Laura Vanderkam is the author of several time-management and productivity books, including "Off the Clock: Feel Less Busy While Getting More Done," and "I Know How She Does It."
Most stories on the back-to-school season lament the craziness. Words such as “chaos” and “survive” feature prominently.
The trouble is that this can become a self-fulfilling prophecy -- go looking for stress and you will find it. A better approach? Embrace the opportunity for a fresh start. With schedules in flux you can build new routines that will help you build the life you want, professionally and personally.
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After studying thousands of people's schedules -- including 1,001 days in the lives of professional women for my book, "I Know How She Does It" -- I’ve found a few strategies that can help anyone feel better about their time, even with kids and a job in the mix.
1. Make mornings fun
Instead of focusing on the hassle of getting everyone out the door, focus on the possibilities of a new day. At least one or two mornings a week, get up a little before everyone else so you can exercise, read or indulge in a creative hobby. If family dinner is difficult in your house, do family breakfast instead. The cuisine is easier and everyone can strategize for the day to come.
2. Do less
A new school year is a natural time to shift responsibilities off your plate and on to your children's. They're getting older; they can handle more. Great options for delegating: lunch prep, dishes (including loading and emptying the dishwasher), simple dinner prep, laundry, pet care, trash collection, yard work and general tidying.
"Shift responsibilities off your plate and on to your children's"
3. Go back to school yourself
As adults, the next career step isn’t always as obvious as the next grade level is for kids. So carve out some time to think about what you’d like your professional life to look like a year in the future. What would need to happen for you to feel like you’ve moved forward a "grade" in your professional life by next September? Figure out the steps you’d need to take to get there, and then start figuring out which people, projects or new skills could be part of your journey.
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4. Institute calendar meetings
Some families like shared calendars, others don't. In any case, if you're co-parenting, have a meeting every week or two to discuss upcoming kid events, work events and who can cover what. That way, if you see you're supposed to attend a conference on a weekend featuring simultaneous wrestling and swim meets, you can plan ahead and limit the stress. Pro tip: Use this calendar meeting to plan (grown-up) fun stuff too. If a favorite band is coming to town in two months, you can decide to buy tickets, book a sitter and then look forward to this date.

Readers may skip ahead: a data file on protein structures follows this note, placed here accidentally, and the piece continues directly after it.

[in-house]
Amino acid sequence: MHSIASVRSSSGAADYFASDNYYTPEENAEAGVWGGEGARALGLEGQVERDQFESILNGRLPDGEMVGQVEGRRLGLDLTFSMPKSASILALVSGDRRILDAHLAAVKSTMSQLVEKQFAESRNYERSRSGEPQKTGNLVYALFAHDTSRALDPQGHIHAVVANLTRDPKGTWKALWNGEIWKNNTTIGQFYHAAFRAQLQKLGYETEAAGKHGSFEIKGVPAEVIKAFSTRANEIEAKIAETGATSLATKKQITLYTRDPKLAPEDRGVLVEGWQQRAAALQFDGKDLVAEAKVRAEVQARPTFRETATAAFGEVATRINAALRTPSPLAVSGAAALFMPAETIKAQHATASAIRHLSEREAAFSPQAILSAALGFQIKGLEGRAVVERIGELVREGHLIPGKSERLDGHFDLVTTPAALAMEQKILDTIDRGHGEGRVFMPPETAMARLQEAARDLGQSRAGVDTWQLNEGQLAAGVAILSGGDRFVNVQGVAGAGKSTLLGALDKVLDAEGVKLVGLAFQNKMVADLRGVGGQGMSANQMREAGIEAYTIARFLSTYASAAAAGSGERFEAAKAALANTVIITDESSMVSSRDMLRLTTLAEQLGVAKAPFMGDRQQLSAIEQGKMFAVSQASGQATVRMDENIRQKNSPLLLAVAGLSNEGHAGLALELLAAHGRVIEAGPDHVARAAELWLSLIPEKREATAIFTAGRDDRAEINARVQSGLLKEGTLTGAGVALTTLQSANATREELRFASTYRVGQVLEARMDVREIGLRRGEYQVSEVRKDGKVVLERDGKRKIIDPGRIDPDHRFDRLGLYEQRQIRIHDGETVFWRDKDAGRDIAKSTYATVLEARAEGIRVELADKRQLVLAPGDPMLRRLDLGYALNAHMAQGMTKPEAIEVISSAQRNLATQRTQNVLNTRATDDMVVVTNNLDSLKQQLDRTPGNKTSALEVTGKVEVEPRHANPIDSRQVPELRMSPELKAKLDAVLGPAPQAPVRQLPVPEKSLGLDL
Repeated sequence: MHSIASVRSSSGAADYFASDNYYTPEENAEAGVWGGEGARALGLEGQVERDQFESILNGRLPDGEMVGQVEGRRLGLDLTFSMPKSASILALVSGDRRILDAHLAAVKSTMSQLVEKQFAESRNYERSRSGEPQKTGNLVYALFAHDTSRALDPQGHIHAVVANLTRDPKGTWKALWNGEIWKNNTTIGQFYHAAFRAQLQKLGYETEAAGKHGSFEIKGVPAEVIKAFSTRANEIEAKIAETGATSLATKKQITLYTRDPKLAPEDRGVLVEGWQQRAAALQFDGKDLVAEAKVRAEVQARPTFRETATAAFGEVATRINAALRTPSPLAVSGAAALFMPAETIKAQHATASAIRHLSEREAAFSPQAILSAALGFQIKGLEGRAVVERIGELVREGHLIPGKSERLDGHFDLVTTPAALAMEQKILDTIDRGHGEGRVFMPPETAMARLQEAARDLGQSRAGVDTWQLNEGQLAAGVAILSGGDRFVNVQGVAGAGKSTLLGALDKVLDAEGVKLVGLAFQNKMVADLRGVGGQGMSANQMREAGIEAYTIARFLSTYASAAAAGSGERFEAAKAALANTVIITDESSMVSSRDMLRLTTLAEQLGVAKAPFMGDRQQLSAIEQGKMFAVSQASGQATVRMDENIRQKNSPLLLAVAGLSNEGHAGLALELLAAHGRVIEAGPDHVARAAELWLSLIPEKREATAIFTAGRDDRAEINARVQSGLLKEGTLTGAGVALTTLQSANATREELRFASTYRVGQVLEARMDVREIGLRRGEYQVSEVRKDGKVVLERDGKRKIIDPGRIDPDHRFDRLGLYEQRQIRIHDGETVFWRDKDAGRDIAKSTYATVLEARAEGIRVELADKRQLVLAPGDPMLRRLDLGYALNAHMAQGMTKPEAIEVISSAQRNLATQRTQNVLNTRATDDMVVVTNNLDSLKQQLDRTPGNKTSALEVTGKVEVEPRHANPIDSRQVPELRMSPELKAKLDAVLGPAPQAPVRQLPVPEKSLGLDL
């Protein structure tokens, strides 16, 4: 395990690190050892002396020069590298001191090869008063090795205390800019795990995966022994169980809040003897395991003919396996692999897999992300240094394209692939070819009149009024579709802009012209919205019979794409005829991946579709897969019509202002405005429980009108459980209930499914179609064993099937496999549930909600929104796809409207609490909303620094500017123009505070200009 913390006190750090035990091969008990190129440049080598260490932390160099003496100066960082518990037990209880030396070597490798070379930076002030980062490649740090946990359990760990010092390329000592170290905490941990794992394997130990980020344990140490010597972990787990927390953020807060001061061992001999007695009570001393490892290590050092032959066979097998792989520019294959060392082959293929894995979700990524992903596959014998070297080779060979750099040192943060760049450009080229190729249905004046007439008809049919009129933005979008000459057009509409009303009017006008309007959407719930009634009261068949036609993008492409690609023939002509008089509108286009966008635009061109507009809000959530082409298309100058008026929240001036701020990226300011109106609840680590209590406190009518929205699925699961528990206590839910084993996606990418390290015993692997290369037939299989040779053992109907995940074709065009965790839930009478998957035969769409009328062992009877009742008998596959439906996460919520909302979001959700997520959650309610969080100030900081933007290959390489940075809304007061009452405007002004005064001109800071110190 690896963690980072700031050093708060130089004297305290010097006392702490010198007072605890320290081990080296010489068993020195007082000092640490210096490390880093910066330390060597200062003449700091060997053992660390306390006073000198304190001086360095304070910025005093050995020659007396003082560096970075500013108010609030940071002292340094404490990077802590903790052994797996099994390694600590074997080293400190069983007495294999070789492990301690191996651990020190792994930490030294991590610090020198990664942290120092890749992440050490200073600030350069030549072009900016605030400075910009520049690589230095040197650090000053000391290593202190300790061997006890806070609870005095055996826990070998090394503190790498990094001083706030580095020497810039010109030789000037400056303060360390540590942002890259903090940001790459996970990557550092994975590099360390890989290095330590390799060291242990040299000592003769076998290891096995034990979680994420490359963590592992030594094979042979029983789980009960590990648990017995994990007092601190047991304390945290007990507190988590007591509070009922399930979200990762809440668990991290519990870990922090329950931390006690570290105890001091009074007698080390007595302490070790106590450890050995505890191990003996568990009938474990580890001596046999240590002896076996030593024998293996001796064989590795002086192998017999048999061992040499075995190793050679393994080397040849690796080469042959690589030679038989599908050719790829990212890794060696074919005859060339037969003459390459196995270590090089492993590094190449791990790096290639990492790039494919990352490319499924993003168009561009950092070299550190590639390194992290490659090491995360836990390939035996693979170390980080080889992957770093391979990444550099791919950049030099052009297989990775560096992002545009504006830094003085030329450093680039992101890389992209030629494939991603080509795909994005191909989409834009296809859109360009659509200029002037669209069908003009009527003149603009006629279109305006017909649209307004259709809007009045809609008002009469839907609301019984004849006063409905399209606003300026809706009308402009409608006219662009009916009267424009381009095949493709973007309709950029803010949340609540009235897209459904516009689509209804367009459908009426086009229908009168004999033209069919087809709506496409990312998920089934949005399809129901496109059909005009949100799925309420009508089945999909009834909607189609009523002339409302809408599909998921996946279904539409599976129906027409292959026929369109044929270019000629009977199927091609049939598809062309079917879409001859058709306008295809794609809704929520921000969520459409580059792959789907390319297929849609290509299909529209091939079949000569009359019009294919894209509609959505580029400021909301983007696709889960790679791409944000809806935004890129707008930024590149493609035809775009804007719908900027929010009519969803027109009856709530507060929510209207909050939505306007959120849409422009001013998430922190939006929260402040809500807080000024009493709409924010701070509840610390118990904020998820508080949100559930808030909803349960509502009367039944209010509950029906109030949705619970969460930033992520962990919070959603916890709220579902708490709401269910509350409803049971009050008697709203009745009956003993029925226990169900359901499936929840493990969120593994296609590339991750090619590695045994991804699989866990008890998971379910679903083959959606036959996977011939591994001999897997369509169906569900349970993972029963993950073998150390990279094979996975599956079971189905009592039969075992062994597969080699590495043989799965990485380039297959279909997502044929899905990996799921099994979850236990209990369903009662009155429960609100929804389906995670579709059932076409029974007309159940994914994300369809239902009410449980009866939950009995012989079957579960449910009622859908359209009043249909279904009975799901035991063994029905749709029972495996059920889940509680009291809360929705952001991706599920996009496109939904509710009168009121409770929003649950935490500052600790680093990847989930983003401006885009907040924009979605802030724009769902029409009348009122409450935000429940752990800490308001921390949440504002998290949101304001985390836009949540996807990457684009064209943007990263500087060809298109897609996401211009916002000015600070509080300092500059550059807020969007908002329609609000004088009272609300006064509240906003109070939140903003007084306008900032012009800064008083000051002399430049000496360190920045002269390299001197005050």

5. Embrace 'no'
Many of the most successful — and calm — people I’ve studied have a surprising amount of white space in their schedules. They know that every ‘yes’ is really a ‘no’ to something else. Keeping that in mind will nudge you to say yes and no to the right things. One strategy: Whenever you are asked to do something in the future, ask yourself if you’d do it tomorrow. You know exactly what you could do with your time tomorrow, so the opportunity costs are more clear than they are for, say, December. If the answer is that yes, you would cancel other things to fit in this new request, then by all means, say yes for December. But if the answer is absolutely no for tomorrow, probably that should be the answer for the future too.
6. Plan adventures
One reason to say no to things you don’t want to do is that you free up space to say yes to things you do want to do. For my recent book, Off the Clock, I asked 900 people with full time jobs and families to track their time on a normal Monday. I also asked them how they felt about their time. I found that the people with the most abundant perspective on time were highly likely to have done something memorable or out-of-the-ordinary on the Monday they tracked. Maybe it’s trying a new restaurant for lunch, or taking the family to a playground after dinner instead of watching TV. But if you do something memorable, you will remember your time — and that makes you feel like you have more of it.
7. Get off the phone and reflect
There’s nothing wrong with catching up on email and work at night after the kids go to bed; indeed, I found that half the women I studied for "I Know How She Does It" employed this strategy to work the hours they needed while preserving family time. But try to check email intentionally, rather than in small chunks here and there. In my Off the Clock time diary study, I found that the people who felt most relaxed about their time checked their phones about half as frequently as the people who felt most harried and stressed. The calm folks were also more likely to engage in reflective activities, such as journaling, meditating, praying or even planning and daydreaming. So, next time you’ve got five minutes while you’re waiting for a call, try staring at the clouds instead of deleting junk emails. You’ll probably feel like you have more time.